Work Early, Work Often

The following blog entry is a cross-post from the official blog of the U.S. Department of Labor (DOL). The blog is written by Claudia Gordon, chief of staff in the Office of Federal Contract Compliance Programs at the Department of Labor.

I was recently asked to participate in the Work Early, Work Often video campaign, which was created by the Youth Transitions Collaborative’s career preparation and management working group. This three-part video campaign highlights the importance of work and work-based experiences in an individual’s transition to adulthood, particularly for young adults with disabilities. The videos address some important questions:

Why are early work experiences so important?

Career preparation is critically important for all young people as they transition to employment, but especially for young people with disabilities. As a society, we need to communicate to young people with disabilities as they enter adulthood that they will be expected to find employment and be as independent as possible.

In order to be prepared to enter the work force, young people with disabilities need to gain as many real work experiences as they can, as early as they can. Early work experiences help young people learn about proper business etiquette and soft skills, as well as professional expectations. It can help them determine what type of career they are most interested in and the steps they must undertake in order to achieve their goals.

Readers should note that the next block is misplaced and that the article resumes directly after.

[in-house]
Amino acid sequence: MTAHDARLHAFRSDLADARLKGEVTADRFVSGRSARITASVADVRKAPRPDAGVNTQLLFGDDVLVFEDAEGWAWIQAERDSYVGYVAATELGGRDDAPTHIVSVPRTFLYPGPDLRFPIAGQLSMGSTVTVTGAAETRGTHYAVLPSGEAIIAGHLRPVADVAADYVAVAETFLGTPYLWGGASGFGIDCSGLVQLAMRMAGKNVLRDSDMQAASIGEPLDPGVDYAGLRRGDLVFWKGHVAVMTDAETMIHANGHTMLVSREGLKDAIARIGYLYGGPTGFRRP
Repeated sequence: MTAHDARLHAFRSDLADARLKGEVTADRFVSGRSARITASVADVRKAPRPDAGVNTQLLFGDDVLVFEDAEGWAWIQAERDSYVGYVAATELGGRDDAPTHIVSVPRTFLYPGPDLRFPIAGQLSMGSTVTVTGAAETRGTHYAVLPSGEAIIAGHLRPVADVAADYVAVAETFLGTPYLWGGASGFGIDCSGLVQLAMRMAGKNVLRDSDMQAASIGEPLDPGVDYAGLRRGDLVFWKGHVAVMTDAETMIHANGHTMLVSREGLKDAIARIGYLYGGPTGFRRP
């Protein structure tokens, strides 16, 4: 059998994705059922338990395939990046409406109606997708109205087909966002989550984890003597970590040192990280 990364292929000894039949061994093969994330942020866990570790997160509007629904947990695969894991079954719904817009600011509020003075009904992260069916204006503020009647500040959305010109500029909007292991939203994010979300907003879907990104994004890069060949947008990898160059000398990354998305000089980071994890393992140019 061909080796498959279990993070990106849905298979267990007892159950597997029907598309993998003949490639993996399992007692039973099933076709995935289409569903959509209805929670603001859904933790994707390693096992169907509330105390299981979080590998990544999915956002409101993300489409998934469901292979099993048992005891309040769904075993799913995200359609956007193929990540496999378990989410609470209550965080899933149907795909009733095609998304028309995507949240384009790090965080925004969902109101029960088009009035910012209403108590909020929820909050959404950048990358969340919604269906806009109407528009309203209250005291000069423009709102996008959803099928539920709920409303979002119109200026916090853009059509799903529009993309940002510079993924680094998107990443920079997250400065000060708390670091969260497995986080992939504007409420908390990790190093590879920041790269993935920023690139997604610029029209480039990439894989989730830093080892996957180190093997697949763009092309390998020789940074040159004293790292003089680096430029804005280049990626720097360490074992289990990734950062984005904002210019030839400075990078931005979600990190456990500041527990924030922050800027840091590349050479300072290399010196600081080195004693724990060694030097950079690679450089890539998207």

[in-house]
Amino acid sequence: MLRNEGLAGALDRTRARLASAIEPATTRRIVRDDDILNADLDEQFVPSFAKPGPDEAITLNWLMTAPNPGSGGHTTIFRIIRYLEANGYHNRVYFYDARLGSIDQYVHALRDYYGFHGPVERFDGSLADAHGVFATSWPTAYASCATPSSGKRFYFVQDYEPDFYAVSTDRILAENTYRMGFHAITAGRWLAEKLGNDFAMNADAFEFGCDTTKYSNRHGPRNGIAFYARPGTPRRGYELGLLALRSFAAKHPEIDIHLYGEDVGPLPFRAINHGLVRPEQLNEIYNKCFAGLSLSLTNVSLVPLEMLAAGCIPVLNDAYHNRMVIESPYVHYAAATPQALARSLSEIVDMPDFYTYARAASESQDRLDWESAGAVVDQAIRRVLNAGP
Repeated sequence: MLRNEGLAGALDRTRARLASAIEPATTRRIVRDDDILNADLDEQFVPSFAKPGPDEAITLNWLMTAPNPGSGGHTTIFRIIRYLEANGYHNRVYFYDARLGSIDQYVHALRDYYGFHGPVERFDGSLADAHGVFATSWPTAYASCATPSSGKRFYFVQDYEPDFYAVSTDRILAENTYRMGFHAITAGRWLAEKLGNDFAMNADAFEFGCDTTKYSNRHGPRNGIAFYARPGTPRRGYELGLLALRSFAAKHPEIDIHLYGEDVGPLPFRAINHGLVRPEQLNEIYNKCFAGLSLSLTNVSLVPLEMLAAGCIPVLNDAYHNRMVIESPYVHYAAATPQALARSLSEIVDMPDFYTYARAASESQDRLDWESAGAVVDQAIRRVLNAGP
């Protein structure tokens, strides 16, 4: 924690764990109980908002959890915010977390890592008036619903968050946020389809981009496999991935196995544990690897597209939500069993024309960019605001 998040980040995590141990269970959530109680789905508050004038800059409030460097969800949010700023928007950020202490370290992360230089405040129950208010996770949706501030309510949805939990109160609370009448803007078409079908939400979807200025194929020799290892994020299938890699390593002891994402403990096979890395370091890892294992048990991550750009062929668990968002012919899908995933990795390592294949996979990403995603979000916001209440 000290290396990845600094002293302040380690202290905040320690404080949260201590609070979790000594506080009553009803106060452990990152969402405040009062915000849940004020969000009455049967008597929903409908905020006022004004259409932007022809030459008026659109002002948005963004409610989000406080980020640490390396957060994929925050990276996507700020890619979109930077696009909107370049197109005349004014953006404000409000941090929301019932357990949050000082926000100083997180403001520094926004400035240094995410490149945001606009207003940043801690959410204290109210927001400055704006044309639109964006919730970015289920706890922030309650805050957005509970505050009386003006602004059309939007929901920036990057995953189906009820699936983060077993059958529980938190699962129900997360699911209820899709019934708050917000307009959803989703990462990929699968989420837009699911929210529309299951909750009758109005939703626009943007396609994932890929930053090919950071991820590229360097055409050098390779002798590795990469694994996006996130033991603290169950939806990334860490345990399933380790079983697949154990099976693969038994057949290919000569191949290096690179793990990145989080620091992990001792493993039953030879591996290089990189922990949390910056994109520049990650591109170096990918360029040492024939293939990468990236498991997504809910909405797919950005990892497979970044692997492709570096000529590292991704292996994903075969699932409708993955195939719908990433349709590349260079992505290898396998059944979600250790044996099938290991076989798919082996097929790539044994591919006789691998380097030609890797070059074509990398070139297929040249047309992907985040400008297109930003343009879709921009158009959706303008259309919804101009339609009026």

What role do caregivers and employers play?

This message isn’t just important for the young person with a disability. It’s equally important for parents, family members and caregivers. Sometimes it seems easier for families to shield their child or to protect them from harsh realities. In the long run, the best way to safeguard them is to let them experience those realities and to learn from such experiences so they are better prepared for the world of work. By encouraging their children to have as many work and work-related experiences as possible, families will help encourage independence for the future. As a parent in the video campaign states, “Our job is not to make sure he is okay now; our job is to make sure he is okay tomorrow.”

Of course, work experiences are not possible if businesses and employers do not hire young people with disabilities. People with disabilities are an untapped talent pool, and are known to be loyal, hard-working and dedicated employees with low turnover rates. However, the current unemployment rate for people with disabilities is 10.4 percent, or double that of people without disabilities. If employers review what their job duties entail, they will find that people with disabilities can “sometimes do a better job than just about anyone,” as one employer noted in the video campaign.

To see and learn more about the video campaign, go to www.thenytc.org/workearly or www.youtube.com/thenytc. I encourage everyone to share these videos with their friends, families and colleagues. Please help spread this message to create a mindset that youth with disabilities need to work early, and work often!

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